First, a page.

In this chapter we review recent literature on personal relationships. Conceptual issues are raised regarding the definition of close or personal relationships, and various approaches to the subject matter are characterized. We then consider the problem of creating a property space of types of relationships, necessary, we think, for the mature development of the field. We advocate and illustrate a comparative approach to personal relationships in which theoretically crucial relationship types are used to illuminate important substantive questions. Research is discussed on several core topics in the general study of close relationships: interdependence patterns, justice, emotions, private culture, and the interpersonal construction of the self. We then turn to a processual organization of the literature on relationships, focusing on the stages of a relationship—buildup, continuation, deterioration, and ending. We conclude with a plea for sociologists to broaden their interests to cover the full domain of close relationships and to use to their fullest advantage the insights of psychologists who are working in this area.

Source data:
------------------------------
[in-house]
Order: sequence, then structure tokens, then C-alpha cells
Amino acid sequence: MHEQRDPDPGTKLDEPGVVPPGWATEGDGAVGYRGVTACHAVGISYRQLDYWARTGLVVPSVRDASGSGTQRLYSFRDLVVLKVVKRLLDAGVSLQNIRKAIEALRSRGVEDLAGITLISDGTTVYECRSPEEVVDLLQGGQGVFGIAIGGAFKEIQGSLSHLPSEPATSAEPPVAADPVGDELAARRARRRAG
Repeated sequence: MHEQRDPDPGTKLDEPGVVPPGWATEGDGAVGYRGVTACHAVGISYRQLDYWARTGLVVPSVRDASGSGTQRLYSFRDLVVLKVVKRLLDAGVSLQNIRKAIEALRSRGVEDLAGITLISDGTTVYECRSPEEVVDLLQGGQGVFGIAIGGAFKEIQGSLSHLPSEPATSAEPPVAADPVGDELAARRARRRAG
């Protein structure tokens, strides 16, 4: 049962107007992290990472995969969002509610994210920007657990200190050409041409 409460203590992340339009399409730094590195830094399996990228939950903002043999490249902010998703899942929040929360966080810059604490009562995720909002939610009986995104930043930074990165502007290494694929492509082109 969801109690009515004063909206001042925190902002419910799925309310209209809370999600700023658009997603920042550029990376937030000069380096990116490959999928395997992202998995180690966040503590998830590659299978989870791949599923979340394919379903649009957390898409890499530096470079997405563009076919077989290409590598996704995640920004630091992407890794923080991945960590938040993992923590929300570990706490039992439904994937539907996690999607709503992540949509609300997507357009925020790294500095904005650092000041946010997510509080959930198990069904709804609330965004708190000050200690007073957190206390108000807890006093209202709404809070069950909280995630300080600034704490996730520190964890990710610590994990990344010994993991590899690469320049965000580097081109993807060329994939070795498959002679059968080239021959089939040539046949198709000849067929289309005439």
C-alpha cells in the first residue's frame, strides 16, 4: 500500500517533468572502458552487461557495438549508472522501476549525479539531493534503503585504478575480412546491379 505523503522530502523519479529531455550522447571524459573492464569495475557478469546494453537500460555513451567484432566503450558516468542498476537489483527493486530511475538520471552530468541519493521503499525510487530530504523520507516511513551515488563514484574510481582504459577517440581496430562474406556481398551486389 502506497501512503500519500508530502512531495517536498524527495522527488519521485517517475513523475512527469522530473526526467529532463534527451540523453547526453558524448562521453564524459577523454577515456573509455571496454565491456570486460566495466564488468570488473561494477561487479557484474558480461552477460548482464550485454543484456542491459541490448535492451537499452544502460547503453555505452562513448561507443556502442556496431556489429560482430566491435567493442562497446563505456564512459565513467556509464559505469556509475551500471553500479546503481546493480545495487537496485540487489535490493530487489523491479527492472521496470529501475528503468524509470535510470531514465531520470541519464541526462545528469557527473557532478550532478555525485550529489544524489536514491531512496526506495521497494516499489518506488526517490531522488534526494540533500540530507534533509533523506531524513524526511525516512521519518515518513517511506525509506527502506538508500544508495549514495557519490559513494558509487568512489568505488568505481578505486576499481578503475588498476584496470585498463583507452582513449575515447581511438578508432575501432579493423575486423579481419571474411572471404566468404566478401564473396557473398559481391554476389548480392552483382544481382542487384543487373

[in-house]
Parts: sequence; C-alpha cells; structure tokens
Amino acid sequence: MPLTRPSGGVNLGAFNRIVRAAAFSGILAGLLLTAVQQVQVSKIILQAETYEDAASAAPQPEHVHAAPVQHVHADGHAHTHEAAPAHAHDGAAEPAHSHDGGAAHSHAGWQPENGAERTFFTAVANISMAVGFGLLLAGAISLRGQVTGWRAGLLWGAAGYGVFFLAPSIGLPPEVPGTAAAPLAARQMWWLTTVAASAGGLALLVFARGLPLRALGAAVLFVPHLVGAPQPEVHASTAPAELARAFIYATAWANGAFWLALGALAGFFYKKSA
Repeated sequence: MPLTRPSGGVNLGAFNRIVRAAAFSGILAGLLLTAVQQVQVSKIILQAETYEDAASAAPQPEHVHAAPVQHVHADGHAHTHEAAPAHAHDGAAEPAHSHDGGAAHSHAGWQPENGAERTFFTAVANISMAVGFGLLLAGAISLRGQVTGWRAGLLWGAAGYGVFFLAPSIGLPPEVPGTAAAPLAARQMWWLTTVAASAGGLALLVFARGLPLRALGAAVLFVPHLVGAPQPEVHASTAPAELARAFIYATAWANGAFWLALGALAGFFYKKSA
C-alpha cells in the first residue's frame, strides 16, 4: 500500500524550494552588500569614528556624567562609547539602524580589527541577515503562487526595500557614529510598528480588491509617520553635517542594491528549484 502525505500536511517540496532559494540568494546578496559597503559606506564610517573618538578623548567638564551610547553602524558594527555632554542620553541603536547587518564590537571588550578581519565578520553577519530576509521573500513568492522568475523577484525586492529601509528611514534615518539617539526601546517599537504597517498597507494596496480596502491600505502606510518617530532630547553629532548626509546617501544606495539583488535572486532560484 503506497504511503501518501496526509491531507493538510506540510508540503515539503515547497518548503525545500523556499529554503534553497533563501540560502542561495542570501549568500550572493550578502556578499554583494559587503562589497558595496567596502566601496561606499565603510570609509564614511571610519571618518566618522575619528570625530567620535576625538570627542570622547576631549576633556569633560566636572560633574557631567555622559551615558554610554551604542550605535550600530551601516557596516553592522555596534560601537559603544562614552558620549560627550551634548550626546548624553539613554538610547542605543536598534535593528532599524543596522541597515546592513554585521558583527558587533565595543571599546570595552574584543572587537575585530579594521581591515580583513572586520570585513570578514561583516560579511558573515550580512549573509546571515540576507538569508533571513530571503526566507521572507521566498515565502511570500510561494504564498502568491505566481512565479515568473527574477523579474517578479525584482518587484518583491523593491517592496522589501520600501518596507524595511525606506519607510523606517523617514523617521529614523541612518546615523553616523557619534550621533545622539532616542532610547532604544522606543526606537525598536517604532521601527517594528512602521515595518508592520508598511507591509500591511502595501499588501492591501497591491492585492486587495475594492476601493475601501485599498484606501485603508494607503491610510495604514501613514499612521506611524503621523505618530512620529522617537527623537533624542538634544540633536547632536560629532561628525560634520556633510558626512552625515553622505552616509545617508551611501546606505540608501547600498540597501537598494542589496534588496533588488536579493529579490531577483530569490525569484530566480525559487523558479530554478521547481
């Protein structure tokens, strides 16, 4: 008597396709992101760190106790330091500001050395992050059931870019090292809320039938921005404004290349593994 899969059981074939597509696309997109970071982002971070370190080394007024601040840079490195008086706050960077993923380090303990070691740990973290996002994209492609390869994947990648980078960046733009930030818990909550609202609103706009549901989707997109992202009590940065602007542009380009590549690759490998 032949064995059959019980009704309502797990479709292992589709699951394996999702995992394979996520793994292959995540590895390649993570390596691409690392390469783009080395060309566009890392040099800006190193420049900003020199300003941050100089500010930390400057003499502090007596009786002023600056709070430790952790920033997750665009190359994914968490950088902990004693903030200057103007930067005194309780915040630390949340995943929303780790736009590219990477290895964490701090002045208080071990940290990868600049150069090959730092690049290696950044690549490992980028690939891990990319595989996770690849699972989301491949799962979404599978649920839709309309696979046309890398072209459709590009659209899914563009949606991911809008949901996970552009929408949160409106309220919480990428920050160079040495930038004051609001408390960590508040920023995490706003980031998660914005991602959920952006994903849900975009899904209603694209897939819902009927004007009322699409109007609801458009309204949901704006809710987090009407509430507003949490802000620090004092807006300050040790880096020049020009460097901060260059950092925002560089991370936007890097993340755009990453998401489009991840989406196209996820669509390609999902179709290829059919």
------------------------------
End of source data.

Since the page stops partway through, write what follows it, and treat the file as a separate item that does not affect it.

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  • Article Type: Review Article
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